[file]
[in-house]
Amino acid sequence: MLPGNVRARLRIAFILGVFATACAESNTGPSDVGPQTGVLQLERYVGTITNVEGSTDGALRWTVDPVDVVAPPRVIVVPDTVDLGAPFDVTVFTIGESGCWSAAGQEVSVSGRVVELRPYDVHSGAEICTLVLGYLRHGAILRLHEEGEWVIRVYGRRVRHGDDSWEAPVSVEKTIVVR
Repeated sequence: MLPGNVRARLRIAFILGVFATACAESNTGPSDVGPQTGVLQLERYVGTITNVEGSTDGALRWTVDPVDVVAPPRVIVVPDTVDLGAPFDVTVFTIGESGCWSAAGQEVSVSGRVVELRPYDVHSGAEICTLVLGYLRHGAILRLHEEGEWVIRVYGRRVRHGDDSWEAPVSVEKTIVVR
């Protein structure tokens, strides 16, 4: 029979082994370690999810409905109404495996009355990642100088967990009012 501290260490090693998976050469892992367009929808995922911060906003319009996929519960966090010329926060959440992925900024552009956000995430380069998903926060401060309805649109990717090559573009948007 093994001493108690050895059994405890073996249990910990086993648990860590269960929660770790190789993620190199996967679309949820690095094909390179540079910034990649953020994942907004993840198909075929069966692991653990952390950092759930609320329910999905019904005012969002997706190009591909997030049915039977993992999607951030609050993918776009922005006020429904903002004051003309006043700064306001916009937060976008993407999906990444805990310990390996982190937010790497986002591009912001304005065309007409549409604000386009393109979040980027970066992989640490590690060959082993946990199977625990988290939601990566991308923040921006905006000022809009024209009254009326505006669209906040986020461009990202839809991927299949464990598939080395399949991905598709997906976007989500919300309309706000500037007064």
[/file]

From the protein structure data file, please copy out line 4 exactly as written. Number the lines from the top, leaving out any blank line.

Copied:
């Protein structure tokens, strides 16, 4: 029979082994370690999810409905109404495996009355990642100088967990009012 501290260490090693998976050469892992367009929808995922911060906003319009996929519960966090010329926060959440992925900024552009956000995430380069998903926060401060309805649109990717090559573009948007 093994001493108690050895059994405890073996249990910990086993648990860590269960929660770790190789993620190199996967679309949820690095094909390179540079910034990649953020994942907004993840198909075929069966692991653990952390950092759930609320329910999905019904005012969002997706190009591909997030049915039977993992999607951030609050993918776009922005006020429904903002004051003309006043700064306001916009937060976008993407999906990444805990310990390996982190937010790497986002591009912001304005065309007409549409604000386009393109979040980027970066992989640490590690060959082993946990199977625990988290939601990566991308923040921006905006000022809009024209009254009326505006669209906040986020461009990202839809991927299949464990598939080395399949991905598709997906976007989500919300309309706000500037007064």